As a child bearing the name of Christ, if a part of you has died, in time it was meant to produce many seeds. Has it? Have we lived long enough and cooperated thoroughly enough to see tender shoots come forth from the barren ground? We hear so much talk about the phases of grief: the shock, the anger, often depression, then finally, acceptance…if we’re lucky. We’re led to believe that acceptance of death is the final stage of grief, but if we’re in Christ, the final stage has not come until we’ve allowed God to bring forth resurrection life and many seeds from the kernel of wheat that fell to the ground. Yes, we have come to acceptance but not just acceptance of the death. Acceptance of the resurrection life. Don’t stop until you experience it. Though it tarry, it shall come!But we have to let it. We can not sit idly by and watch the trying circumstances and heartaches of life keep us stranded on the sidelines. We must not act as if we’re all washed up and that God cannot use us again after such grievous sin once entangled us. We should not allow the enemy of our souls steal from us an abundant life that is very readily ours. We’ve all experienced death in some form or fashion. Tell me. Has the death that took part of your heart away produced any fruit? I’ll go first. After experiencing the most devastating blow that a wife can imagine, by the grace of God I have been able to allow the once dead heart in my chest to begin beating again. And it’s passionate about helping others realize that they, too, can be better than new. Your turn.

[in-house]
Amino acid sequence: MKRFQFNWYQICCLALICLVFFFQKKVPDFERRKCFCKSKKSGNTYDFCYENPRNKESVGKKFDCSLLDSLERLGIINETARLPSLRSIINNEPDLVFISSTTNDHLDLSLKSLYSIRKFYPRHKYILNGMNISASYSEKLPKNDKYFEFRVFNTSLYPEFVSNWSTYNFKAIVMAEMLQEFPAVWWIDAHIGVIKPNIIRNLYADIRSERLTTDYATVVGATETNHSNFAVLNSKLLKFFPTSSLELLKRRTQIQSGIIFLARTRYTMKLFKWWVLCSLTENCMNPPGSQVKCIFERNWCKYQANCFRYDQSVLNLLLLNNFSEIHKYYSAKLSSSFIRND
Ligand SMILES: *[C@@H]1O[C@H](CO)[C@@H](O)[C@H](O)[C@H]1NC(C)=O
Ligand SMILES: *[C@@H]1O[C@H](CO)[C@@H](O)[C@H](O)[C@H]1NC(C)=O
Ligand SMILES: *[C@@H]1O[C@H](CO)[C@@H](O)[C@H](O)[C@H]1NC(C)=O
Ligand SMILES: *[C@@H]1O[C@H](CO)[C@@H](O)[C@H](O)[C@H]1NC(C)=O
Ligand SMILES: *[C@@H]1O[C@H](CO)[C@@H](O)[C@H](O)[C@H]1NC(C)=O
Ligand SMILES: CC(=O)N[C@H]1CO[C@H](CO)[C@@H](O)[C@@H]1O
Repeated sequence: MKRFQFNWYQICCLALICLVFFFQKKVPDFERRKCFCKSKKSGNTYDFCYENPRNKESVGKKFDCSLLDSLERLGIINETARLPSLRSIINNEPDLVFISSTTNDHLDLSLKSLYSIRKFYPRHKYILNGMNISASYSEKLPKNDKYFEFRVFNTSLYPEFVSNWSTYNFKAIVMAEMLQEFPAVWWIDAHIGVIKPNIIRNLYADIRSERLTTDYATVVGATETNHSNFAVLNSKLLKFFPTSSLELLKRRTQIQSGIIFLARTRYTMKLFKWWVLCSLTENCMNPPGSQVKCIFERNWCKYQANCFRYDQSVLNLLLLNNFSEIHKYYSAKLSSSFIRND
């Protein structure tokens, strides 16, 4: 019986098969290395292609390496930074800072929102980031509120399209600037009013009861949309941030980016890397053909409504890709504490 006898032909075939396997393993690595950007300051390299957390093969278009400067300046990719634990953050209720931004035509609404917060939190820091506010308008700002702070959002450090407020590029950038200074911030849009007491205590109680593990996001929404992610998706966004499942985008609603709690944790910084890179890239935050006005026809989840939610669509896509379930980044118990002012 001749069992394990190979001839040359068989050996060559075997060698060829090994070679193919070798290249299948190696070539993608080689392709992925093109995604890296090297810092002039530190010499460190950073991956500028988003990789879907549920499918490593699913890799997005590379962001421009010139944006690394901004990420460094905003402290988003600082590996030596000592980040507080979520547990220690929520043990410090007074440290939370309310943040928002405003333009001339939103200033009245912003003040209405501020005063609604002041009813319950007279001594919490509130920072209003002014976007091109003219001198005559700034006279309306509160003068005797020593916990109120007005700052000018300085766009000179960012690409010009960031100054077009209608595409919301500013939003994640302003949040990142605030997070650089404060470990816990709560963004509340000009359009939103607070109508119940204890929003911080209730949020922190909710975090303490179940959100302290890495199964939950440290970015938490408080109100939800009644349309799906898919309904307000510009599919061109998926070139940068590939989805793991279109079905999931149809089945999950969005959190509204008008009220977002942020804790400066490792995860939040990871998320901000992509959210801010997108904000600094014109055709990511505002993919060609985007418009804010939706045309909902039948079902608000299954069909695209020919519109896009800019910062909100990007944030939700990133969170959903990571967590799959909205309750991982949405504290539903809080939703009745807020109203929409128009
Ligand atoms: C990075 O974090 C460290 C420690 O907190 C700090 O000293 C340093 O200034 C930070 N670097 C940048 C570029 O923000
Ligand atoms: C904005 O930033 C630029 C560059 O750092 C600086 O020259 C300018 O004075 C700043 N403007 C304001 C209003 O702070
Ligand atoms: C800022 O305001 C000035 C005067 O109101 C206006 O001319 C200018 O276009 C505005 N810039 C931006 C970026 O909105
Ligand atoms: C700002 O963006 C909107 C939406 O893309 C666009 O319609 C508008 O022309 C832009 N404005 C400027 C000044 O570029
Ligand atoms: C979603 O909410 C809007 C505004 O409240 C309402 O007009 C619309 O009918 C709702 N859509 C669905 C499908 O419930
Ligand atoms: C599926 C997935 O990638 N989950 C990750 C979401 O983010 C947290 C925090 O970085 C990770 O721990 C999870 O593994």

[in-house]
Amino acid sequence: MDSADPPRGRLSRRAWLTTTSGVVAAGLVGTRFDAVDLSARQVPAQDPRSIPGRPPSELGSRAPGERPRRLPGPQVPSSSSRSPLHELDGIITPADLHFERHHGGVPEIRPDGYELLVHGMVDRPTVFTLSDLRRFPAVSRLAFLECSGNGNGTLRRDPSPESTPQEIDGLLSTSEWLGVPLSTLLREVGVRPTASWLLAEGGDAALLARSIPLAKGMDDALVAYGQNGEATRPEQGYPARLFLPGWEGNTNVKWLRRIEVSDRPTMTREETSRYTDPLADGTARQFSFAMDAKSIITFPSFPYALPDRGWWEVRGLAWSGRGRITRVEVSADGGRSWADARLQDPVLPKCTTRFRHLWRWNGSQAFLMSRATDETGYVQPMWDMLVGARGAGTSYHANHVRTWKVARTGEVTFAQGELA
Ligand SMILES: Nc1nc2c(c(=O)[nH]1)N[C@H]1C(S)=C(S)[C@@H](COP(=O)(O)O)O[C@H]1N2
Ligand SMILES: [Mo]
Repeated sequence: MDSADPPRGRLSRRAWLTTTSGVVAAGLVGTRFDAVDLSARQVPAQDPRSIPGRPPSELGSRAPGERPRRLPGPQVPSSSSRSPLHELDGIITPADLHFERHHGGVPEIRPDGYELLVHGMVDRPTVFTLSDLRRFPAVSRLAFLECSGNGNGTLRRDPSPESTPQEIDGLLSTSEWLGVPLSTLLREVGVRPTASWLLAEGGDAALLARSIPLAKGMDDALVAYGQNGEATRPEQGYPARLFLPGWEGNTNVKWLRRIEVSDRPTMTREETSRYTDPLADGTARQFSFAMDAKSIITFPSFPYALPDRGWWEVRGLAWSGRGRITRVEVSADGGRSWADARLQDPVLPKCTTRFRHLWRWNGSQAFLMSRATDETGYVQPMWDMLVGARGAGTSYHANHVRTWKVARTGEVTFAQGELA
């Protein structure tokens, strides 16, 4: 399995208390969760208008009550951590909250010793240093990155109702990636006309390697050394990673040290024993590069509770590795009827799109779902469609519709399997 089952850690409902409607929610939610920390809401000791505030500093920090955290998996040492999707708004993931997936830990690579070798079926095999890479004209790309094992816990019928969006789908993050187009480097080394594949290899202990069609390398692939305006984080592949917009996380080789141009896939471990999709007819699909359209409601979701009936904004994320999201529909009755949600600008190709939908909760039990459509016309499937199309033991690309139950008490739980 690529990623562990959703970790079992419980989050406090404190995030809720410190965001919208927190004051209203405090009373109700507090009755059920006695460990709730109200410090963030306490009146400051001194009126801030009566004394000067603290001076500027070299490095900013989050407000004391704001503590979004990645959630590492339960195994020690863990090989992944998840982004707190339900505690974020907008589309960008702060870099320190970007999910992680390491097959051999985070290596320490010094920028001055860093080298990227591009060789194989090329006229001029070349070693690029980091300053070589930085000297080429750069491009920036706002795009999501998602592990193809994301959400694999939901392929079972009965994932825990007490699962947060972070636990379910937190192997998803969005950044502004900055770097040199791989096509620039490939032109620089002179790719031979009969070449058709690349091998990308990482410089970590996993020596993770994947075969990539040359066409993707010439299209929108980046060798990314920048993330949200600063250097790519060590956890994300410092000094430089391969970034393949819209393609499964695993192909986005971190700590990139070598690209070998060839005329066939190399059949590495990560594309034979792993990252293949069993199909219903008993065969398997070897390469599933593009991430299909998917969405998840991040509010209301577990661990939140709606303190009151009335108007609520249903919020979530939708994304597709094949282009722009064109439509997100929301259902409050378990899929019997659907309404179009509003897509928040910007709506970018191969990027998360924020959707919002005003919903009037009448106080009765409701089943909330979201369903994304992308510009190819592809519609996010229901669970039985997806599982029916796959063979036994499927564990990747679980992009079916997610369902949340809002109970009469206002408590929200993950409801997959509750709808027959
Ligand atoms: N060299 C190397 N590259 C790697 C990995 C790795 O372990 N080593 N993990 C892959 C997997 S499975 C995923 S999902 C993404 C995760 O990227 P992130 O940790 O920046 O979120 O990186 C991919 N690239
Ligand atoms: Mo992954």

I cannot tell a lie. I am in awe of Beth Moore. But not because she can do amazing things with her hair in that humid Texas city she calls home. No, no. Although impressive, that’s not what I am referring to. I’m merely talking about her ability to write something as if she’s been in the innermost parts of my brain. No wonder my head always itches. In her book The Beloved Disciple she writes,